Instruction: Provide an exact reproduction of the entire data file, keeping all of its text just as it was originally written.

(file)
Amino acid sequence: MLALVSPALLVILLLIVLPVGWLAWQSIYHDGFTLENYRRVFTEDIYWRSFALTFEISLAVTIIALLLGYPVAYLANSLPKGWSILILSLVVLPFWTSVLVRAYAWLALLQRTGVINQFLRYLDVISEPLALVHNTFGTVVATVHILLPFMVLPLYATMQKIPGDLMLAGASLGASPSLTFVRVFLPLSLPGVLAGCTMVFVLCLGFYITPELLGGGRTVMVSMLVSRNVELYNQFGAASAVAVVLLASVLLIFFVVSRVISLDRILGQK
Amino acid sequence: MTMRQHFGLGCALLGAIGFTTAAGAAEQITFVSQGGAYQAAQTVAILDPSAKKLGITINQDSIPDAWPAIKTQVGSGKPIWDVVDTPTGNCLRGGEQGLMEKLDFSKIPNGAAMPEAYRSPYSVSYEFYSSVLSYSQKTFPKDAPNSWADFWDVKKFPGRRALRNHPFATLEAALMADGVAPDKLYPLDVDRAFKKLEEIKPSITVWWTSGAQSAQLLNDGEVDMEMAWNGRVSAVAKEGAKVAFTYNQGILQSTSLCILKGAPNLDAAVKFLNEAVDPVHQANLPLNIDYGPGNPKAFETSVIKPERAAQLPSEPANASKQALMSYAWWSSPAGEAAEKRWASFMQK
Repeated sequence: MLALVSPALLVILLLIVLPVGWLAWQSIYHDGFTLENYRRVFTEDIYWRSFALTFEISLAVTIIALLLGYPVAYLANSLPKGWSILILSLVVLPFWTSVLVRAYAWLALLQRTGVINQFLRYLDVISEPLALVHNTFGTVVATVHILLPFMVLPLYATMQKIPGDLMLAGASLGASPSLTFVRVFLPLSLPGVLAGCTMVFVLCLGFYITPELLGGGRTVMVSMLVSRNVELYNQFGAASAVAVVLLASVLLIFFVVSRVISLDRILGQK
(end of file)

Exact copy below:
Amino acid sequence: MLALVSPALLVILLLIVLPVGWLAWQSIYHDGFTLENYRRVFTEDIYWRSFALTFEISLAVTIIALLLGYPVAYLANSLPKGWSILILSLVVLPFWTSVLVRAYAWLALLQRTGVINQFLRYLDVISEPLALVHNTFGTVVATVHILLPFMVLPLYATMQKIPGDLMLAGASLGASPSLTFVRVFLPLSLPGVLAGCTMVFVLCLGFYITPELLGGGRTVMVSMLVSRNVELYNQFGAASAVAVVLLASVLLIFFVVSRVISLDRILGQK
Amino acid sequence: MTMRQHFGLGCALLGAIGFTTAAGAAEQITFVSQGGAYQAAQTVAILDPSAKKLGITINQDSIPDAWPAIKTQVGSGKPIWDVVDTPTGNCLRGGEQGLMEKLDFSKIPNGAAMPEAYRSPYSVSYEFYSSVLSYSQKTFPKDAPNSWADFWDVKKFPGRRALRNHPFATLEAALMADGVAPDKLYPLDVDRAFKKLEEIKPSITVWWTSGAQSAQLLNDGEVDMEMAWNGRVSAVAKEGAKVAFTYNQGILQSTSLCILKGAPNLDAAVKFLNEAVDPVHQANLPLNIDYGPGNPKAFETSVIKPERAAQLPSEPANASKQALMSYAWWSSPAGEAAEKRWASFMQK
Repeated sequence: MLALVSPALLVILLLIVLPVGWLAWQSIYHDGFTLENYRRVFTEDIYWRSFALTFEISLAVTIIALLLGYPVAYLANSLPKGWSILILSLVVLPFWTSVLVRAYAWLALLQRTGVINQFLRYLDVISEPLALVHNTFGTVVATVHILLPFMVLPLYATMQKIPGDLMLAGASLGASPSLTFVRVFLPLSLPGVLAGCTMVFVLCLGFYITPELLGGGRTVMVSMLVSRNVELYNQFGAASAVAVVLLASVLLIFFVVSRVISLDRILGQK